The White House
Office of the Press Secretary
July 3, 2013
Message by President Obama on Independence Day, 2013
On Independence Day, we celebrate a small, audacious group of patriots who, in signing a declaration, ignited a revolution and made us free. Believing in a democracy they had never known, the patriots of 1776 did not fight to replace the tyranny of a king with the privileges of a few or the rule of a mob. They created a government of, by, and for the people, entrusting each generation to keep safe our founding creed.
Two hundred and thirty-seven years later, their words are just as bold and revolutionary as they were when they were first inscribed: "We hold these truths to be self-evident; that all men are created equal; that they are endowed by their Creator with certain unalienable rights; that among these are life, liberty, and the pursuit of happiness."
But while these truths may be self-evident, history tells us they have never been self-executing. For more than two centuries, our Nation has been on an enduring journey to bridge the meaning of our Founders' words with the realities of our time. Through blood drawn by lash and sword, we learned no Union founded on the principles of liberty and equality can survive half-slave and half-free. We determined a modern economy requires railroads and highways to speed travel and commerce. We learned education is central to a free society and discovered a free market only thrives when there are rules to ensure fair play. We resolved that a great Nation must care for the vulnerable and protect its people from life's worst hazards and misfortunes.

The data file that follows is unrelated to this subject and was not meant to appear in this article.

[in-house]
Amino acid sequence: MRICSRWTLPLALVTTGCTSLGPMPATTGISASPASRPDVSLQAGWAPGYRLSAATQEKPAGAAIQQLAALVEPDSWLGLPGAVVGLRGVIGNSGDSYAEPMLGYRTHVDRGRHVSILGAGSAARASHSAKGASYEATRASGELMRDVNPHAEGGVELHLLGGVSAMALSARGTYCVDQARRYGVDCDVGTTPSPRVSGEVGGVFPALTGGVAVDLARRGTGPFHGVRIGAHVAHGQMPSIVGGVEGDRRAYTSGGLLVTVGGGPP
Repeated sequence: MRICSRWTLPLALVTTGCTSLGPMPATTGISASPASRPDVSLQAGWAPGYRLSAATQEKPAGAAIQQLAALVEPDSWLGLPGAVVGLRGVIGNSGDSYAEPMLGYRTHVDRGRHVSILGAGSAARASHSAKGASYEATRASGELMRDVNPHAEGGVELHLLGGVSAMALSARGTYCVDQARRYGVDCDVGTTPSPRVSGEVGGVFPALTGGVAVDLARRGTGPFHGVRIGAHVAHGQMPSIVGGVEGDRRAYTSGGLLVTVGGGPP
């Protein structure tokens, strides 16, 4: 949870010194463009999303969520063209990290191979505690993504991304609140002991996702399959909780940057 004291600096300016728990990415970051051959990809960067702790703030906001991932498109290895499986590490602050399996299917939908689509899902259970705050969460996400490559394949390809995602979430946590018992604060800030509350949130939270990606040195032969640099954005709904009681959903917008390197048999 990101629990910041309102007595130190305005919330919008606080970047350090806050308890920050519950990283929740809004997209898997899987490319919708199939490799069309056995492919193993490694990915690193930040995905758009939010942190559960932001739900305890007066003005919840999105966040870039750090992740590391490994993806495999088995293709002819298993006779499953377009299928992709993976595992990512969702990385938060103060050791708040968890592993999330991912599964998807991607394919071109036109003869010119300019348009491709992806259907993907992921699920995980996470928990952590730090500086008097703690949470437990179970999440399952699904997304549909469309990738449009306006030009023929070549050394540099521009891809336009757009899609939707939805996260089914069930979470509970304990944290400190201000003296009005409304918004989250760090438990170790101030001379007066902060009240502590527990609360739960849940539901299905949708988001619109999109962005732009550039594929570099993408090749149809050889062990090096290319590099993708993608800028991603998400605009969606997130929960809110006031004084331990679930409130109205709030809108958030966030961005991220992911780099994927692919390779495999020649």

And when our way of life has been challenged and tested, brave members of our Armed Forces have stepped forward to defend our convictions at home and abroad. From the Minutemen who fought for a Nation still only an idea to the proud men and women who serve in uniform today, our service members make the great experiment of America possible. Today, we also honor their extraordinary sacrifice, and we pay tribute to those who gave their last full measure of devotion so we might live free.
On this day, we celebrate our founding creed that what binds this Nation together is not the colors of our skin, the tenets of our faith, or the origins of our name. What makes us American is our allegiance to an idea first declared in a spare hall in Philadelphia-that all of us are created equal. This idea guides us still, and calls on us to carry into an uncertain future the precious light of freedom.
I wish you all the best for a happy Fourth of July. May God bless and protect all those who serve, and may God bless the United States of America.